Many Mid-South producers have had grain on the brain in a big way for the past few years at the expense of cotton acres.
Although farmers barely have had time to knock the dirt off their boots from the 2009 cotton harvest to make any definite plans, talk in the Mid-South among them indicates that cotton acres should at least remain steady and possibly increase from what was planted last year.
Several factors will influence the decision-making process as the planting season draws closer.
Arkansas, which is the third largest cotton-producing state in the country, reported planting 520,000 cotton acres in 2009. Fred Bourland, with the University of Arkansas Division of Agriculture, says two major factors that will influence the fate of cotton acres in his state are the price of soybeans and how to deal with the growing problem of resistant pigweed. He also points out that Arkansas has maintained about 50 percent of its cotton acreage based on the million acres that were planted in 2006.
“It seems that the overall consensus in our state is that cotton acres will not decrease any more here unless the price differentials between cotton and soybeans become even greater,” Bourland says. “If soybean prices jump up a bit more, cotton acres may decrease some, but I sense that we have already reached our base.”
Another positive indicator that cotton acres could be on the rise is that soybeans typically are not a good option in northeast Arkansas on the real sandy soils. Also, corn has been planted on silt loam soils for the past couple of years as a rotation crop, and it’s about time for that land to go back into cotton to realize rotation benefits.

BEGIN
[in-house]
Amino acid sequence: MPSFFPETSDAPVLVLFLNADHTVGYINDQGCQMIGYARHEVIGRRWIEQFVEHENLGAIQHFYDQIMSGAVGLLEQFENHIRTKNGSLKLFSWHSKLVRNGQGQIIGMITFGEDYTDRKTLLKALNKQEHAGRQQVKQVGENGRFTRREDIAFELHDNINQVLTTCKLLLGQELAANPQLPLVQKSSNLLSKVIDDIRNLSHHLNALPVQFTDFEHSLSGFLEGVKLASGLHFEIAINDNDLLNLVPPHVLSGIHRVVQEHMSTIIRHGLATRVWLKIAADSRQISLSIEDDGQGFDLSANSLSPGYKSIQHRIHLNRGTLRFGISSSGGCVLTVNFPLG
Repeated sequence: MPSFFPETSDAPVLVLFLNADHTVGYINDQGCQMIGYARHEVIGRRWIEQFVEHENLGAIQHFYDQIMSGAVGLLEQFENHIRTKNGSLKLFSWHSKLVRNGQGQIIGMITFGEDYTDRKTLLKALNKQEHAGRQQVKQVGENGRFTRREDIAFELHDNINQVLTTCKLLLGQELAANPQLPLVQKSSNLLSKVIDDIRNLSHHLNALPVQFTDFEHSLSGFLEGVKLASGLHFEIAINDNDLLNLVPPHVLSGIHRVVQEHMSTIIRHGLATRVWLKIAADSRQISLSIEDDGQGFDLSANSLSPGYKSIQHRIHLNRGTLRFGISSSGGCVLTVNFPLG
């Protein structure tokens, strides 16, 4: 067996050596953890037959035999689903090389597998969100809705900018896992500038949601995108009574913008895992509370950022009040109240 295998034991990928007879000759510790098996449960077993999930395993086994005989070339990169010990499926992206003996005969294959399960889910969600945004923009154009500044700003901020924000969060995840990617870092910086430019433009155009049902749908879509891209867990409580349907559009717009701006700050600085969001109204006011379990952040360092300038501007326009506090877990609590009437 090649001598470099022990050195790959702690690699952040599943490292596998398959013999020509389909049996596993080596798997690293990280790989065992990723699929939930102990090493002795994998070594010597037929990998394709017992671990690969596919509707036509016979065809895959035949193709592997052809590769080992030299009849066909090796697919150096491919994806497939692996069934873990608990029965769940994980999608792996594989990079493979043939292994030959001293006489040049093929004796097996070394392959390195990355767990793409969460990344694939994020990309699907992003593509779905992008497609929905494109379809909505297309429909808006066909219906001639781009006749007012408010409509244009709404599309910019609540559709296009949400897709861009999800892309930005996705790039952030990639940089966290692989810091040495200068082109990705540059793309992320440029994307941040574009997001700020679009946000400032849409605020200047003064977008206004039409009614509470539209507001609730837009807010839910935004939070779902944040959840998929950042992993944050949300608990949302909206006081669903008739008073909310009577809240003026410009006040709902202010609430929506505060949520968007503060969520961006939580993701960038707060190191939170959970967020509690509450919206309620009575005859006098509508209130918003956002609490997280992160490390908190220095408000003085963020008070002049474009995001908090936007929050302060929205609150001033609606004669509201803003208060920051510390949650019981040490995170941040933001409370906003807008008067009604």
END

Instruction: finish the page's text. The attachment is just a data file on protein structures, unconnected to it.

“Realistically, I think it will be the end of January before we can get a pretty good idea of what farmers are thinking,” Bourland says. “On the extreme positive side, we could see cotton acres in Arkansas potentially go up 10 percent.”
Red Dec (Dec 2010) Trades High
Shane Stephens, vice president of Staplcotn’s warehouse division in Greenwood, Miss., says many farmers note that the cotton market is getting interesting – based on current futures prices – plus they need to rotate.
“A lot of producers who haven’t planted cotton in the last few years and others who have planted only a small percentage of their traditional acreage are signing up with Staplcotn to put themselves in a position to take advantage of the current futures market levels,” Stephens says. “As this market has gone above 72 cents futures to as high as 78 cents futures, more farmers are pricing a percentage of their 2010 cotton.
“Since I have been in the cotton business, we have more growers pricing some of their new crop intentions earlier than we have ever seen (November and December prior to planting),” he adds. “Historically, there have been very few times that red Dec has traded at this level, this early. Also, there have only been a handful of times that soybeans have traded at today’s levels for next year.”
Although farmers sign up cotton acres, they aren’t committed to planting until they lock in a price. The biggest factor affecting acreage in this area, Stephens says, is the relationship between cotton and grain prices.
“As time goes on in the market and a farmer has scale-up orders and locks in a good price, the more cotton acres he can commit to,” he notes.
Granted, it’s still hard to make an accurate prediction for the Mid-South, but, Dec 2010 cotton futures prices and rotation benefits appear to be in favor of an increase in cotton acres.
Contact Carroll Smith at (901) 767-4020 or email@example.com.